Early Christian manuscript books
The books of the Hebrew Bible were originally all written on scrolls. And the bookroll has remained the preferred book form in the Jewish liturgical use of the Torah to this day.
As the word suggests, “scroll” is a rolled up book, made up of any number of sheets (of papyrus, parchment, or paper) glued together to produce a horizontal row of writing support that can be rolled from either end. The word “volume” (from Latin volvere, “to roll”) still reflects this etymology, although the connection to the bygone book form is long lost.
When we say “book” today, we generally mean a tome of bound pages. Known as the “codex,” this common book form has always (over the past two millennia, anyway) looked the same—like any book on your desk. While the origins of the codex are not sufficiently explained, evidence shows that the preserved early Christian manuscripts are more often codices (plural of codex) than the then-established bookrolls. Why?
Some argue that the codex had a technological advantage in that people could check different Biblical passages within a bound tome more readily than they could in a bookroll, which had to be rolled from one side to the other every time someone wanted to look up a passage. Another practical benefit of the codex was in its alleged larger capacity that allowed for the inclusion in one volume of all four gospels or all Pauline epistles or even the entire New Testament. One unintended effect of the latter probably was that the codex invited the imposition of a fixed order to the books it contained. Of all early Christian manuscripts, this intrinsic order is most apparent in the established sequence of the books of the Bible.
In his Archaeological Views column “Early Christian Dilemma: Codex or Scroll?” in the November/December 2018 issue of BAR, Larry Hurtado presents his answers to the intriguing question of why the early Christian texts are overwhelmingly (and progressively) in the form of a codex. A scholar of the New Testament and Christian origins, Hurtado diligently reviews the hard data on early Christian manuscripts, remarking on the growing percentage of codices among the identifiably early Christian texts.
“It seems to me that the more cogent view is that the ancient Christian predilection toward the codex served to distinguish Christian books,” offers Hurtado his judgment on arguably one of the most culturally significant innovations of Late Antiquity—the transition from bookroll to codex as the standard book format.
For a detailed account of the possible reasons behind the early Christian adoption of and preference for the codex, read the Archaeological Views column “Early Christian Dilemma: Codex or Scroll?” by Larry Hurtado in the November/December 2018 issue of Biblical Archaeology Review.
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This Bible History Daily feature was originally published on November 28, 2018.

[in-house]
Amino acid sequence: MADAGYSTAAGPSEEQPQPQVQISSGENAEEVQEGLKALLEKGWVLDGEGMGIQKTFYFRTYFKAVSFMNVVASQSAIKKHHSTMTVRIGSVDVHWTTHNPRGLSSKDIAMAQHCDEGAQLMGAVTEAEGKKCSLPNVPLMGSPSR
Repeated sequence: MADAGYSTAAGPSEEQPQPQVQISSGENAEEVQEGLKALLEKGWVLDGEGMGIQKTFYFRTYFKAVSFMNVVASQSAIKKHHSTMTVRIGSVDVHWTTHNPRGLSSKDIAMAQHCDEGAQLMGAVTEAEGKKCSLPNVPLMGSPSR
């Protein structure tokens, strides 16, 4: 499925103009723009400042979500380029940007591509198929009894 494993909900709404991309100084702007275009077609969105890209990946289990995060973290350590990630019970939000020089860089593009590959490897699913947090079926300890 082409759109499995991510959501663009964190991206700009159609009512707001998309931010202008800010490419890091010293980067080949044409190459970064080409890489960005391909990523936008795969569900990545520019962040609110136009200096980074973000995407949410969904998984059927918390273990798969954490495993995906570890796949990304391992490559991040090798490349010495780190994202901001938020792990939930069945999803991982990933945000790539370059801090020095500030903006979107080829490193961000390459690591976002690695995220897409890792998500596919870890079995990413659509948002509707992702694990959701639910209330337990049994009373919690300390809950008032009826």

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These documents were hand copied by scribes. An error on a page is more easily dealt with than a whole scroll
Ms. Spalding is on the right track. 1st Century Christians were evangelizers following Jesus command and example. The Codex would allow easier discussion and teaching. As today, those following those same commands have produced easy to read and study Bibles.
I’m going to go with the idea in the article; it’s easier to compare texts by flipping pages in a codex.
The Jews didn’t do this as much because most of their learning was verbal, and memorized.
When the finally realized they needed to write it down, the Talmud was in book form, standardized so strictly that each page started with the same word across different publications.
Jewish liturgy evolved to accommodate the use of scrolls, by designating Sabbath readings from the Torah to be in sequence; hence, the scroll can be closed by rotating both handles toward the center, keeping the position of the scroll approximately where it will be needed next week, before returning the scroll to the Ark.
Early Christian liturgy was not that standardized, and the Christian scriptures were used more for study than for public readings. Also, writing on both sides, more portable, and easier to hide from police, and lighter.
A codex can be loaned a page at a time for a fellow Christian to study. Persecuted Christians today do that very thing — pass pages of the Bible around the community.
Pages are easier to hide fm hostile pagan authorities than is a scroll.
I once read that codices are more economical because you can write on both sides, which means you can write about twice as much in one volume. Could it be one reason?
Robert, please indicate what Mithraic texts were included in the New Testament…and what are the early Church writings to which you are referring.
One (hopefully not) reason for the transition from scrolls to codex would be that Constantine the Great, working through the offices of Eusebius of Caesarea, combined early Church and Mithraic texts to produce what is now the Christian New Testament. For that to succeed the original source materials had to be destroyed. Fahrenheit 451 crews of the day would have had a simple mantra, “Burn Scrolls!”